The cry of Xenophon's soldiers when they meet the sea is mentioned by the narrator of Jules Verne's Journey to the Center of the Earth, when their expedition discovers an underground ocean. It is also the basis for the title of the Booker Prize-winning novel by Iris Murdoch, The Sea, the Sea.

The cry of Xenophon's soldiers is also mentioned by Buck Mulligan in James Joyce's novel Ulysses, "Ah, Dedalus, the Greeks! I must teach you. You must read them in the original. Thalatta! Thalatta! She is our great sweet mother."

Themes from the Anabasis were used in Sol Yurick's novel The Warriors, which was later adapted into a 1979 cult movie of the same name, and finally a Rockstar Games video game in 2005. Each re-imagining relocates Xenophon's narrative to the gang scene of New York.

Paul Davies' novella Grace: A Story (Toronto: ECW Press, 1996) is a fantasy that details the progress of Xenophon's army through Armenia to Trabzon.

Michael Curtis Ford's 2001 novel The Ten Thousand is a fictional account of this group's exploits.

Harold Coyle's 1993 novel The Ten Thousand shows the bulk of the US Forces in modern Europe fighting their way across and out of Germany, instead of laying down their weapons, after the Germans steal nuclear weapons that are being removed from Ukraine. The operational concept for the movie was based on Xenophon's Ten Thousand.

Shane Brennan's In the Tracks of the Ten Thousand: A Journey on Foot through Turkey, Syria and Iraq (London: Robert Hale, 2005) is an account of his 2000 journey to re-trace the steps of the Ten Thousand.

Paul Kearney's 2008 novel The Ten Thousand is directly based on the historical events but transplants the action to a fictional fantasy world named Kuf, where ten thousand Macht mercenaries are hired to fight on the behalf of a prince trying to usurp the throne of the Assurian Empire. When he dies in battle, the Macht have to march home overland through hostile territory.

Valerio Massimo Manfredi's 2008 novel "The Lost Army" is a fictional account of Xenophon's march with the Ten Thousand.

John Ringo's 2008 novel "The Last Centurion" involves a similar anabasis from the Persian Gulf to the Black Sea, by US Army troops abandoned in Iran during a global catastrophe.

Jonh Ringo and David Weber's "March Upcountry" series is a military SF story involving the march of a prince and his bodyguards across a hostile planet in order to return to their home world.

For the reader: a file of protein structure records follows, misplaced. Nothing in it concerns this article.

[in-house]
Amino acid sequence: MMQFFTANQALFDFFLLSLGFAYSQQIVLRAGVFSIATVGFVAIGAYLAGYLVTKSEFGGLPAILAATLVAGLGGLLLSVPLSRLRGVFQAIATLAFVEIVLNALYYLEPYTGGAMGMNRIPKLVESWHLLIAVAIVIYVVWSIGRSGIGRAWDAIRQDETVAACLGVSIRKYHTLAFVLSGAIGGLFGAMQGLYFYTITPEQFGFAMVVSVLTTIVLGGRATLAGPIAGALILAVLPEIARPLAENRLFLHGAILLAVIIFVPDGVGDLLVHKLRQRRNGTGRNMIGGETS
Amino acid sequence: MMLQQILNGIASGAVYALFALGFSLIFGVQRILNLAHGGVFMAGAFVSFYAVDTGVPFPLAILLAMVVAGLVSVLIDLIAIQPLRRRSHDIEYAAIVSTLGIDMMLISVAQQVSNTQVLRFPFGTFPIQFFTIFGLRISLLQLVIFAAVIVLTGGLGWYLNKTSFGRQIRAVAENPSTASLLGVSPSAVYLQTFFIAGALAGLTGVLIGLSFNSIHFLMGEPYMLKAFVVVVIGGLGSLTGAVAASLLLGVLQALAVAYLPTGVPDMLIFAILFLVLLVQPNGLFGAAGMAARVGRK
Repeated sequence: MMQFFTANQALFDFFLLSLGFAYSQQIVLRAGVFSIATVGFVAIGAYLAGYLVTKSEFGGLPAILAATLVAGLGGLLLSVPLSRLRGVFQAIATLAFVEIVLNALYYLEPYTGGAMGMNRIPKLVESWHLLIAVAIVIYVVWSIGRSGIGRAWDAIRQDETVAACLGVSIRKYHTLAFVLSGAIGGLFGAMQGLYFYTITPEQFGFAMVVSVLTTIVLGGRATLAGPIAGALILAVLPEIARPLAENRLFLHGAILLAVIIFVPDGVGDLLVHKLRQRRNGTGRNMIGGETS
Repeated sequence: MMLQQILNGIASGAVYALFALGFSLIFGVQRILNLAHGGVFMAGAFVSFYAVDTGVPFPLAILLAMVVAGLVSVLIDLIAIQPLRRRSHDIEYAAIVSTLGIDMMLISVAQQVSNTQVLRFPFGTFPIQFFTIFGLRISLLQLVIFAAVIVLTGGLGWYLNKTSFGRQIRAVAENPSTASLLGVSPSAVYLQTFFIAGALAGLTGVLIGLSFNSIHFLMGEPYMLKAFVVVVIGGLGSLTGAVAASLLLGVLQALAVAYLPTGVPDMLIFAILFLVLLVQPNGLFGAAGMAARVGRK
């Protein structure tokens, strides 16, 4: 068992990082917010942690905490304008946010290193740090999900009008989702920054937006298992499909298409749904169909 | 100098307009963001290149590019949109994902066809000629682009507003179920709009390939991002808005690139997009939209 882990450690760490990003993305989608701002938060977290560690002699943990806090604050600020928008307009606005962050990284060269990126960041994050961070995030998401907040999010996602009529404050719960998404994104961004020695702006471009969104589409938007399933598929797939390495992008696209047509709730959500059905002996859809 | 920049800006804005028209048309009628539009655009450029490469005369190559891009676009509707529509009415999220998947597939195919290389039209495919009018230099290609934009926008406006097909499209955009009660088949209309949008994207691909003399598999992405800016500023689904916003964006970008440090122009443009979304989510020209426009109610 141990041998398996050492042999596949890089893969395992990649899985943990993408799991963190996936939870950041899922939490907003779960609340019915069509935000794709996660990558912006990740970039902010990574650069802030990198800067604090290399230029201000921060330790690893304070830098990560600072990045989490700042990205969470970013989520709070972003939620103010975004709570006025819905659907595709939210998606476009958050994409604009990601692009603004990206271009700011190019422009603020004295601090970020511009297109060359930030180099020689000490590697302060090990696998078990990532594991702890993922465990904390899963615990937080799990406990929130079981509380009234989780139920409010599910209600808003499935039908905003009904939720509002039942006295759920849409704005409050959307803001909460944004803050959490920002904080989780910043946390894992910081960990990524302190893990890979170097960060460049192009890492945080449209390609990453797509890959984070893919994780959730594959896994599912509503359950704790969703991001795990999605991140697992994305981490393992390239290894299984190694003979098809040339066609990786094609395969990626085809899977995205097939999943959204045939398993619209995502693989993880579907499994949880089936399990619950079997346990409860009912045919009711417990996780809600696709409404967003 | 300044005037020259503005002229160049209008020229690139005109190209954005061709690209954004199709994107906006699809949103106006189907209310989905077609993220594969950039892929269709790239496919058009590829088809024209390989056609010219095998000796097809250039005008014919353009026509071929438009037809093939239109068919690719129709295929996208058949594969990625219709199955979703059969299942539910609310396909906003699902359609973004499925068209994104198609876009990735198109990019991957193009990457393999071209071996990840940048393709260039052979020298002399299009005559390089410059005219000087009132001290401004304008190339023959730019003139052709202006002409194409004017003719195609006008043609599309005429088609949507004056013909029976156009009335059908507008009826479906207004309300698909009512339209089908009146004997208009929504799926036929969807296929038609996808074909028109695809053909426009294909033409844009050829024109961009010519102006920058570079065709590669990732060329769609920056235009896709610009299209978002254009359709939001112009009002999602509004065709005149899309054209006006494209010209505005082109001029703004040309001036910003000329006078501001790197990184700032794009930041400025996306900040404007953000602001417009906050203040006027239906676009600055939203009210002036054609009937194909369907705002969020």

The 2005 Parkway Drive song, 'Anasasis (Xenophontis)' from the album 'Killing with a Smile' is a reference to the Anabasis text.

Editions and translations

  • Anabasis, transl. by C.L. Brownson, Loeb Classical Library, 1922, rev. 1989, ISBN 0-67499101-X
  • Expeditio Cyri, ed. by E.C. Marchant, Oxford Classical Texts, Oxford 1904, ISBN 0-19-814554-3
  • Anabasis: The March Up Country, transl. by H.G. Dakyns, EPN Press, 2007, ISBN 1934255033
  • The Expedition of Cyrus, transl. by Robin Waterfield, Oxford World's Classics, Oxford, 2005, ISBN 0-19-282430-9
  • The Anabasis of Cyrus, transl. by Wayne Ambler, Cornell University Press, Ithaca, New York, 2008, ISBN 978-0-8014-8999-0


Further reading



Footnotes

  1. In translations, Anabasis is rendered The March of the Ten Thousand or The March Up Country.
  2. Durant, The Life of Greece, 1939:460-61.
  3. The cry, written in Greek as θαλασσα, θαλασσα, is conventionally rendered "thalassa, thalassa!" in English. Thalatta was the Attic pronunciation, which substituted -tt- where the written language, as well as spoken Ionic, Doric, and Greek, has -ss-.
  4. Jason of Pherae's plans of a "panhellenic conquest of Persia" (following the Anabasis), which both Xenophon, in his Hellenica, but also Isocrates, in his speech addressed directly to Phillip, recount, probably had an influence on the Macedonian king.